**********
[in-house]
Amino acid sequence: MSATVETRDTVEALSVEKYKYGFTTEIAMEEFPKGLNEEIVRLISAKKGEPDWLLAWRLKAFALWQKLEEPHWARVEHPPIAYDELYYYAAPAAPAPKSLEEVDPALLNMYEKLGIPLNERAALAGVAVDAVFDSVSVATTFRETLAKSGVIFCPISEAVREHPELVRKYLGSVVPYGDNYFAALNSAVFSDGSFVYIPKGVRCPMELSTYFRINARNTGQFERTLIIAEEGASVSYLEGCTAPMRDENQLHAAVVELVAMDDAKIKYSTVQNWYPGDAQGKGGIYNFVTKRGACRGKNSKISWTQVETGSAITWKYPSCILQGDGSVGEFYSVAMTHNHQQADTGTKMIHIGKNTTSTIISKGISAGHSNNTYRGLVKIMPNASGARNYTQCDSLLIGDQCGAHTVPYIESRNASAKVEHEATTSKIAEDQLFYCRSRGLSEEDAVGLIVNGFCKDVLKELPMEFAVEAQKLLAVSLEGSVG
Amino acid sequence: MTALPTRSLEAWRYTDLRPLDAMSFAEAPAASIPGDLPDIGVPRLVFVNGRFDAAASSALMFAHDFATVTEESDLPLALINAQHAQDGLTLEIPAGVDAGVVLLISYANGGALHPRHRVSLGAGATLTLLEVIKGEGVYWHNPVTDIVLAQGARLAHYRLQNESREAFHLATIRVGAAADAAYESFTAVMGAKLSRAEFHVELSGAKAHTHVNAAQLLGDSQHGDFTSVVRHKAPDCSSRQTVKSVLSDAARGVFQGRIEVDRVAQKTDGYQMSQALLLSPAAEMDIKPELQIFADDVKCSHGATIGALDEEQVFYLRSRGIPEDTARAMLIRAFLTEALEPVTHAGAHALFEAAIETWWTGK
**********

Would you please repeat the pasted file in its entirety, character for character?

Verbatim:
[in-house]
Amino acid sequence: MSATVETRDTVEALSVEKYKYGFTTEIAMEEFPKGLNEEIVRLISAKKGEPDWLLAWRLKAFALWQKLEEPHWARVEHPPIAYDELYYYAAPAAPAPKSLEEVDPALLNMYEKLGIPLNERAALAGVAVDAVFDSVSVATTFRETLAKSGVIFCPISEAVREHPELVRKYLGSVVPYGDNYFAALNSAVFSDGSFVYIPKGVRCPMELSTYFRINARNTGQFERTLIIAEEGASVSYLEGCTAPMRDENQLHAAVVELVAMDDAKIKYSTVQNWYPGDAQGKGGIYNFVTKRGACRGKNSKISWTQVETGSAITWKYPSCILQGDGSVGEFYSVAMTHNHQQADTGTKMIHIGKNTTSTIISKGISAGHSNNTYRGLVKIMPNASGARNYTQCDSLLIGDQCGAHTVPYIESRNASAKVEHEATTSKIAEDQLFYCRSRGLSEEDAVGLIVNGFCKDVLKELPMEFAVEAQKLLAVSLEGSVG
Amino acid sequence: MTALPTRSLEAWRYTDLRPLDAMSFAEAPAASIPGDLPDIGVPRLVFVNGRFDAAASSALMFAHDFATVTEESDLPLALINAQHAQDGLTLEIPAGVDAGVVLLISYANGGALHPRHRVSLGAGATLTLLEVIKGEGVYWHNPVTDIVLAQGARLAHYRLQNESREAFHLATIRVGAAADAAYESFTAVMGAKLSRAEFHVELSGAKAHTHVNAAQLLGDSQHGDFTSVVRHKAPDCSSRQTVKSVLSDAARGVFQGRIEVDRVAQKTDGYQMSQALLLSPAAEMDIKPELQIFADDVKCSHGATIGALDEEQVFYLRSRGIPEDTARAMLIRAFLTEALEPVTHAGAHALFEAAIETWWTGK